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April 27 – I Will Represent Christ In Submission To Government

April 27, 2012

For rulers are not a terror to good works, but to the evil. Wilt thou then not be afraid of the power? do that which is good, and thou shalt have praise of the same” – Romans 13:3

In the middle of the second century a Palestinian Christian, named Justin, wrote a letter to the emperors, Marcus Aurelius and Antonimus Pius defending Christians against charges they were a threat to stable government.  Justin (known in history as Justin Martyr because he was executed for his faith) pointed out that no government could want more peaceful and law-abiding subjects.  They paid their taxes without complaining and were guilty of no violent or subversive behavior.  Generally speaking, Christians were much better behaved under Roman occupation than were their spiritual relatives, the Jews.

Paul draws several general inferences about government:

1. Rulers are no threat to people who behave themselves (13:3).

Paul’s words here in verse 3 (above) must be taken as representing the norm.  There are exceptions in history – unpredictable monsters who would  slaughter innocent people.  This does not change the fact that most governments do not persecute people for no reason.  If I want to escape the long arm of the law, do what is right and the authorities will regard you with favor.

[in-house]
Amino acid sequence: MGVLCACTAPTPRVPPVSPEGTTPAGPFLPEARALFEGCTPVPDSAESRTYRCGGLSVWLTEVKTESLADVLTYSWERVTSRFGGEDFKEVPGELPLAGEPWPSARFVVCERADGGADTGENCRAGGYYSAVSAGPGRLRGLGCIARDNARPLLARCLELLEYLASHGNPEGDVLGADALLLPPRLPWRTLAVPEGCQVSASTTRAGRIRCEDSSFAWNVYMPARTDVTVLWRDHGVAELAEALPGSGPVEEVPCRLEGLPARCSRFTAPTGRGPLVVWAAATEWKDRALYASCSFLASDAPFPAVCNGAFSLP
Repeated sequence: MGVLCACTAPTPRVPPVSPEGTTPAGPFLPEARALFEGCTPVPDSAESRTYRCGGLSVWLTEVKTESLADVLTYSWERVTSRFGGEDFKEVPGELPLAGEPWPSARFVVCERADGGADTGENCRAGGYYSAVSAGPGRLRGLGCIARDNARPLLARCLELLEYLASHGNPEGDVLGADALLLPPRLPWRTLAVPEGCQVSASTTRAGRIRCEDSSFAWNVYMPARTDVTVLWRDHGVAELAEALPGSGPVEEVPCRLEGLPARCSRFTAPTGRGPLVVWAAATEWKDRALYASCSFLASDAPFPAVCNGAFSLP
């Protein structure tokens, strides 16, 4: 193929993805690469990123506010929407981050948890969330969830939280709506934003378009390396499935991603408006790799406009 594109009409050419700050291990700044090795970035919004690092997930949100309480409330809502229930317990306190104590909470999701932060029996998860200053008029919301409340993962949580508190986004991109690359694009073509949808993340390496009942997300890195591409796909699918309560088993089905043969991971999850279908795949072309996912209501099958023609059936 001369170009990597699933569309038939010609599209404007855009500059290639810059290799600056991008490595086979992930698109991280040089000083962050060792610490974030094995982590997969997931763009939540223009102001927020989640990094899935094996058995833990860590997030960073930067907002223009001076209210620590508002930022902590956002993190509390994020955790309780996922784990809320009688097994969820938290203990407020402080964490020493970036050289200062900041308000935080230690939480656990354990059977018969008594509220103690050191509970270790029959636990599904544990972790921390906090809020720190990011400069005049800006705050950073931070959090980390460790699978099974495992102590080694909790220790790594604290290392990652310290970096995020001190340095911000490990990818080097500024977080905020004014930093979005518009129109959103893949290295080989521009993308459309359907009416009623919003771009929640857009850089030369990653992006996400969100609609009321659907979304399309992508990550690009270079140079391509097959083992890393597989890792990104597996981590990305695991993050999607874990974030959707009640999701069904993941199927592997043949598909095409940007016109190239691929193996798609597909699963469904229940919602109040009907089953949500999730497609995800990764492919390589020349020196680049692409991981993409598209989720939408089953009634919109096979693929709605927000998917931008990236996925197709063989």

Again, there are exceptions from this general statement of fact.  For example, Peter and John were forbidden by the Jewish leaders to preach in the name of Jesus.  Their response was in Acts 4:19, “Judge for yourselves whether it is right in God’s sight to obey you rather than God”.  This principle always holds true: when secular or political law prohibits what God has commanded me to do, I must ignore such commands.  Very soon, Christians all over the empire would disobey the Romans’ prohibition against assembling for worship.  Many paid with their lives for breaking this law.  But… I must be careful that I am not defying a law that does not directly conflict with God’s law.

When I consider the context in which the Apostle Paul is teaching, it really causes me to re-evaluate how I have approached the thought of submitting to government.  Lord willing, I’ll take a look at verse 4 tomorrow.


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